The Oireachtas Education Committee have released a draft report on Irish school’s Relationships and Sexual Education (RSE) programme. The report was conducted after then Minister for Education Richard Bruton called for a full review of the programme earlier in 2018. The report was released in December.
In his contact with the National Council on Curriculum and Assessment (NCCA) in April 2018, Bruton said the committee should consider certain topics in particular, including the importance of consent, developments in contraception, safe use of the internet, and LGBTQ+ relationships.
“Every student has a right to access information about sexual health, relationships and sexuality, and this must be delivered in a factual manner in every school,” Bruton commented. Indeed, RSE is currently mandatory for both primary and post-primary schools. However, the programme is almost 20-years-old, having been in place since before the decriminalisation of homosexuality in 1993 and the subsequent passing of the marriage equality referendum in 2015.
The report recommends that in the new programme, both secondary and primary school children would be taught about “LGBT specific sexual health issues and the presentation of LGBT relationships without distinction as to their heterosexual counterparts.” The committee concluded that instances of homophobic and transphobic bullying should be recorded and that a mechanism to monitor the collection of this data in schools should also be put in place.
The RSE programme was also assembled before the introduction of divorce, the liberalisation of contraceptive sales and the repeal of the eighth amendment, making abortion legal in Ireland.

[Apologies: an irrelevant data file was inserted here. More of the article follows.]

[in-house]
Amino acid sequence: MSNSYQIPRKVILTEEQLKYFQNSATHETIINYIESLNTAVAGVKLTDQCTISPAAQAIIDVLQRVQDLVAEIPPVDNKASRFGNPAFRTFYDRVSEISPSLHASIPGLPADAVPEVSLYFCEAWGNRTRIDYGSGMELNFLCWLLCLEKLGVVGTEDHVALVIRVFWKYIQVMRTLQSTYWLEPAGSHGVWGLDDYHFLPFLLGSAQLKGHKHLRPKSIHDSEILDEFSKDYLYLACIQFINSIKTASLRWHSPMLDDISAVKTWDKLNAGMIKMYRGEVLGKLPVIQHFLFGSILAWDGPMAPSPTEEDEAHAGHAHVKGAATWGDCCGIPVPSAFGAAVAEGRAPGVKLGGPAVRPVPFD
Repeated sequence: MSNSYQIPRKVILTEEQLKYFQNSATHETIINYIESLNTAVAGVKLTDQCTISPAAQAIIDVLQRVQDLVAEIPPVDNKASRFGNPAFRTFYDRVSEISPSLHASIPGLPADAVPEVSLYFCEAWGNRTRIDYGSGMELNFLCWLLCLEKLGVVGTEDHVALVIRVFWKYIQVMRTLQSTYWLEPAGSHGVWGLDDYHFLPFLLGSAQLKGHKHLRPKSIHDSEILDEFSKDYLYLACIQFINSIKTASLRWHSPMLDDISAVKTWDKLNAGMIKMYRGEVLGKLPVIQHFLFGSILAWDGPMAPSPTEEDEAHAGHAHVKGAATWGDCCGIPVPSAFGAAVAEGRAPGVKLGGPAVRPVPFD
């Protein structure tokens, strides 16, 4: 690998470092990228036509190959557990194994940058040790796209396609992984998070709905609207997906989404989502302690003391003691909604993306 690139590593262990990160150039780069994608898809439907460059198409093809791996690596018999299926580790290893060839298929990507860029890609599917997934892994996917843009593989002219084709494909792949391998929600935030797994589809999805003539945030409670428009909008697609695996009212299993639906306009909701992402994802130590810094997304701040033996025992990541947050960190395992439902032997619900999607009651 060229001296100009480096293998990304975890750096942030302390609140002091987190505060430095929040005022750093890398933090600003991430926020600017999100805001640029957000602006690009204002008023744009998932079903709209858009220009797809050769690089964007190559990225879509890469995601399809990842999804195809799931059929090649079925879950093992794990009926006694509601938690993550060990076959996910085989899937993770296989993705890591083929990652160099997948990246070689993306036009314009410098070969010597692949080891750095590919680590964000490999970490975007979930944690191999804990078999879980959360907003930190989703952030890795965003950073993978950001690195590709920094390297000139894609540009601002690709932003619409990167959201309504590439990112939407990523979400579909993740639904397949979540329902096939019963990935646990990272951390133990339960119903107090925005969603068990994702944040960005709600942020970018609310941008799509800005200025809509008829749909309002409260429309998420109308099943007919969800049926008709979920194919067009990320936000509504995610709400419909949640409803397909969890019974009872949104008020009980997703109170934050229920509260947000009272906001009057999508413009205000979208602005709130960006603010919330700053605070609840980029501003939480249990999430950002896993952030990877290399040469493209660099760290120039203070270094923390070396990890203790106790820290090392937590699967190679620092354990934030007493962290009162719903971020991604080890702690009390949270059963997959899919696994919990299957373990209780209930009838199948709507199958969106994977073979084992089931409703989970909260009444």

The December 2018 draft report states that considering these “welcome changes” in devising an updated programme would allow for a “gender equality-based, inclusive, holistic, creative, empowering and protective curriculum” to be produced.
The committee recommends that the Education Act 1998 be reviewed, stating that a change in legislation is necessary to ensure that religious schools, such as those owned by the Catholic Church, adhere to the new programme regardless of their ethos. This measure was recommended in order to ensure objectivity and prevent students receiving sex education from groups which are opposed to contraception, abortion or homosexuality.
It is recommended that sexual consent would be an integral part of all reforms of RSE, where discussions of consent are “delivered in an affirming context where positively framed sexual experiences are the focus.”
The high-profile rape trial in Belfast involving rugby players Paddy Jackson and Stuart Olding in March 2018 sparked public debate about the topic of consent and many activists have been calling for mandatory consent classes in schools and colleges. TD Ruth Coppinger has been vocal in the media about the issue and has called for sex education to be taught in Irish schools without “the prism of a religious or moralistic standpoint.”
According to the report, external providers of sex education in schools should be regulated and accredited by the HSE and the Department of Education. This is “to ensure consistency and accuracy of information to students.” The committee noted that the updated RSE plan should also be taught to students of a younger age.
The draft committee report acknowledged that witnesses expressed a need for more education on the topics of abortion and pornography, however, the draft report does not make any recommendation on either of these topics.
The Committee received a total of fifty-four submissions from stakeholders including ACT UP, Atheist Ireland, BeLonG To, CyberSafe Ireland, Irish Family Planning Association, Rape Crisis Network Ireland, as well as various students/teachers unions and individuals.